The resignation by Ethiopian Prime Minister Hailemariam Desalegn last week that took almost everyone by surprise is opening a new front for Sudan, which is not short of domestic, regional and international hot spots.
Sudan remains the country most affected if things go rough for the Ethiopian People’s Revolutionary Democratic Front (EPRDF) that has been ruling the country since it succeeded in toppling later dictator Mengistu Hailemariam back in 1991 with direct help from Khartoum.
In addition to some 700 km of joint borders, Ethiopia has been a key player in various issues related to Sudan through its strong presence in the two organizations the African Union it hosts and the IGAD. It is a key player in mediating with various rebel groups and Khartoum, on the bilateral relations between Sudan and South Sudan, it provides 4,000 troops under the UN flag in the contested Abyei area. Of late President Omar Al-Bashir was speaking of a strategic alliance with Ethiopia in various fronts. High on the list is the Renaissance Dam that Sudan sees as a source of benefits for it more than even Ethiopia. After all it allows the country to utilize its full 18.5 billion cubic meters of water share and enable it expand its agricultural output.
Though there was some discontent that has been brewing for some time on the way things were administered, but it was two years ago that it burst in form of demonstrations that brought for the first time ever both the two biggest ethnic groups in the country: the Oromo and the Amhara despite a long history of skirmishes and bad blood between the two.
The complaints sounds like being borrowed from a Sudan text book: a great sense of marginalization and the need for power and wealth sharing. In theory the country is ruled by an alliance of the EPRDF that groups the Oromo, the Amhara, the Tigrinya and other smaller southern groups, but eyes are on the Tigrinya, who though constitute less than 10 percent of the population, but they are the dominant force in the EPRDF and at the expense of the Oromo with their 40 percent share of the country’s population or the Amhara with 26 percent.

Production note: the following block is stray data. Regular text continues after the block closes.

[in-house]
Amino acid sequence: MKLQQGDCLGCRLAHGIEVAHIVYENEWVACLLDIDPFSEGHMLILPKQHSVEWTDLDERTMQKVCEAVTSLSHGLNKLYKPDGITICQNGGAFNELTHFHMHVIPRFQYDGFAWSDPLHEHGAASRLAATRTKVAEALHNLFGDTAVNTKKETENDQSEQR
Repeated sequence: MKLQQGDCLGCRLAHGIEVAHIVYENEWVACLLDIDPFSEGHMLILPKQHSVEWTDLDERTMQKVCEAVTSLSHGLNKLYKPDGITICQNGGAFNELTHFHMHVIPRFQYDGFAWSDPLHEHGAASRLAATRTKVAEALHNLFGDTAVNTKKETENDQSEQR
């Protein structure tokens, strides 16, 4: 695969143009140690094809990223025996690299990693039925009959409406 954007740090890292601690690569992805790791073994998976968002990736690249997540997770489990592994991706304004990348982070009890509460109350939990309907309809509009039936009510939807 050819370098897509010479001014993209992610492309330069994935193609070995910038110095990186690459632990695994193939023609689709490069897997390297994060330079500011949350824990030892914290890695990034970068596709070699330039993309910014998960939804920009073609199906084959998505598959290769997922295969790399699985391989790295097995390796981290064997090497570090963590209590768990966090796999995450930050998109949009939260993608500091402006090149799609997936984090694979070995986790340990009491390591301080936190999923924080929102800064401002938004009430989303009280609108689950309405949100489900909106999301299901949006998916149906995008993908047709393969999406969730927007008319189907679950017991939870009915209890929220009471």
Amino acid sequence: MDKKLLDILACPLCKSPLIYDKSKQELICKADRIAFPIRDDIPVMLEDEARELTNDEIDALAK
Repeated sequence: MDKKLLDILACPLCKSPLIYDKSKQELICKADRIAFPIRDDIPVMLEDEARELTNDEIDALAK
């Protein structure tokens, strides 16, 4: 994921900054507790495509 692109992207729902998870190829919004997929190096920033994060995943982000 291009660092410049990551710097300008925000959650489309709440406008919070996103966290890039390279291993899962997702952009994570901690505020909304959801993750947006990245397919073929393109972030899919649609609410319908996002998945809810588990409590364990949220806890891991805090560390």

Desalegn resignation came on the heel of releasing political prisoners following the demonstrations, which enhances the appetite of the opposition groups for more. Whether the EPRDF will opt for allocating the vacant post of the prime minister to an Oromo figure or go for more radical approach to address the root causes of the problem remains to be seen.
In the end that is an Ethiopian issue that will be handled with its political forces, but the main issue of concern is Sudan and how unfolding developments will have its impact on it. Sudan is already suffering from political and security turmoil from two close neighbors: South Sudan and Libya. Opening a new front will be hard to stand and will have far more repercussions.
Rightly or wrongly Sudan was seen of late as tilting towards Ethiopia more than its traditional ally, Egypt. The gist of this impression centers around the Renaissance Dam that Sudan sees as serving its interest, a position that led for the first time to a divergent approach to the water issues between Khartoum and Cairo.
It is unfair for Sudan to be seen as siding with this or that country for whatever reason. Its bottom line should be to look and work for its own national interest, but to be able to serve that interest well it needs to put its priorities right and work towards having a unified, peaceful domestic front that will provide the needed base to look and operate outside its borders.
The growing regional role of Ethiopia over the past two decades was in a way a response to a vacuum created by the diminishing regional role of Sudan, which has been bogged down by raging civil wars and deteriorating economic conditions.
An absent or even minimized Ethiopian regional role will not go on unnoticed. And by the nature of things any vacuum has to be filled somehow. There are some speculations that some western powers may intervene to maintain the image of Ethiopia’s stability. Yet the precious lesion to be learnt by Sudan is to take its destiny into its own hands to be able to stand blowing winds from different directions.
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